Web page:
• Coregous DVD and Coregeous ball: I get it that Jill Miller looks a little bit like a Kardashian on the cover of this DVD, and so that might deceive you that this is a fluff product about looking cuter in a bikini. But don't be fooled! I give this to my clients all the time (including plenty of men) as the wisest core work that I have found. Which, in a world where the word "core" is vastly overused and abused, is pretty great. This is particularly useful for people with back pain, hip flexor pain, or groin pulls. And the Coregeous ball itself is a miracle worker of brilliant self care work for the abdomen and spine.
  • Happy Feet Socks: For the people you love who are dealing with foot pain, bunions, hammer toes, and/or plantar fasciitis these things are gold. So yummy at the end of the day!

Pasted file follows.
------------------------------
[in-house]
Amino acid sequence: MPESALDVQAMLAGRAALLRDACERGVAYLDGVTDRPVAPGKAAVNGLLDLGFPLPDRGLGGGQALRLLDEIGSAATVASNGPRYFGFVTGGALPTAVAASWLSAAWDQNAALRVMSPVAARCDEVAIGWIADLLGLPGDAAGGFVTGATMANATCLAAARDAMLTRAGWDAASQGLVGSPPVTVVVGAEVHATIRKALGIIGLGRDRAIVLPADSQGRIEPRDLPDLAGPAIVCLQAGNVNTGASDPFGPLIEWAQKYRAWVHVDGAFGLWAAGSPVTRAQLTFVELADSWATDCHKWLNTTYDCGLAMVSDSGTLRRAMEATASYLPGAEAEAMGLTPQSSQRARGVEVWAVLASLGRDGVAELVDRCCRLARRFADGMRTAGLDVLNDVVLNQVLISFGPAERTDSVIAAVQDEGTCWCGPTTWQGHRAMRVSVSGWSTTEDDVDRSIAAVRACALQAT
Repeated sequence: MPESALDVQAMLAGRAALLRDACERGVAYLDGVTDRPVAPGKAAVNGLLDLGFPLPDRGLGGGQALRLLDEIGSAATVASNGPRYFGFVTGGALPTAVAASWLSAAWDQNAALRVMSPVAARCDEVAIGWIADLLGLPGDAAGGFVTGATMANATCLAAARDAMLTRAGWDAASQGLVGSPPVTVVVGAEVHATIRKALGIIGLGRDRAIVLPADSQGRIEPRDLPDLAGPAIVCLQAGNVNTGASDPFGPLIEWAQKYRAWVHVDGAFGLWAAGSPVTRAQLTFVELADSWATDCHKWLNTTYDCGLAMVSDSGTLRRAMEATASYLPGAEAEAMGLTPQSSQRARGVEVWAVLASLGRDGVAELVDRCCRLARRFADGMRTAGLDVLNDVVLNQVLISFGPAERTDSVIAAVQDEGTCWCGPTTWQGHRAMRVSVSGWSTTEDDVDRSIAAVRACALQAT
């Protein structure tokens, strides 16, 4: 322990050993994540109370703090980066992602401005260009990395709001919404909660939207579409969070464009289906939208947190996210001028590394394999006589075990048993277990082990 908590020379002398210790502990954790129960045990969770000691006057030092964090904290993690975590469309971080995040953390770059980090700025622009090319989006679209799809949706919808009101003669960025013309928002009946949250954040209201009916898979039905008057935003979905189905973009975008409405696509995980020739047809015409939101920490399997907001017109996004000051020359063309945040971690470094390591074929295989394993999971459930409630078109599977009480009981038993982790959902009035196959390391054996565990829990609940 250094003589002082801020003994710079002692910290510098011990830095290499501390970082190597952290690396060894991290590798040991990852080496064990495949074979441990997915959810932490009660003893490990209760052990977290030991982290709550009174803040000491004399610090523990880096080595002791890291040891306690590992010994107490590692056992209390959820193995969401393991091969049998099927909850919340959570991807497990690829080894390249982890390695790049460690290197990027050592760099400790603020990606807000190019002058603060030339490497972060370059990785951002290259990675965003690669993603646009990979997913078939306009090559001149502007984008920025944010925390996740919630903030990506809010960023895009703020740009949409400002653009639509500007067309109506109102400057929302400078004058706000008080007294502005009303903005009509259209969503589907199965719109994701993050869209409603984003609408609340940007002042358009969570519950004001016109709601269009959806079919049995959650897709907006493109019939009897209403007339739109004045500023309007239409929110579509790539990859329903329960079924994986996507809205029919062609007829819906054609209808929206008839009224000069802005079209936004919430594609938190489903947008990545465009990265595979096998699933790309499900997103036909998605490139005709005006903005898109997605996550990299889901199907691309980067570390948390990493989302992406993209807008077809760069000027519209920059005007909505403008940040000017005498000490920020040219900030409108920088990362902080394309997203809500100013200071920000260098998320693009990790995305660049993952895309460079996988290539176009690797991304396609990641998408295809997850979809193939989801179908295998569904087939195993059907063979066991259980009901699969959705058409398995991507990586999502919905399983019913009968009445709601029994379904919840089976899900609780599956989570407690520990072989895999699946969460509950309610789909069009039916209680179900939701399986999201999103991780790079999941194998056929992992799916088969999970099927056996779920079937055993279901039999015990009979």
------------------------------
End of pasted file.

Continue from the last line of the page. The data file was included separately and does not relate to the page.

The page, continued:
• Katy Bowman's books: Biomechanist extraordinaire, Katy Bowman, has two fantastic books that will help anyone to learn how to be happier in their own bodies. In keeping with the theme of foot pain, first there is Every Woman's Guide to Foot Pain Relief (which by the way is a great book for men too, they can just skip the bits about stilettos...). The second is Alignment Matters, a complete book of the first 5 years of Katy's blog. Not only are there many jaw dropping insights to be had by reading the book, but it is also wildy funny and entertaining to read.
  • Core Walking Method: I'm a big believer that we can heal much of what ails us by resolving some of the wacky ways we walk. The reason why I don't write a lot about "how to walk" on the blog is that walking is a complex full body movement, and one that we have many blind spots on. I have found that when people hear information about how to walk "properly" that they often wind up rehabilitating themselves into a new problem. That's where Jonathan Fitzgordon's program comes in handy. This gives you videos and a whole lotta information about how to safely and gradually make positive changes in your gait pattern.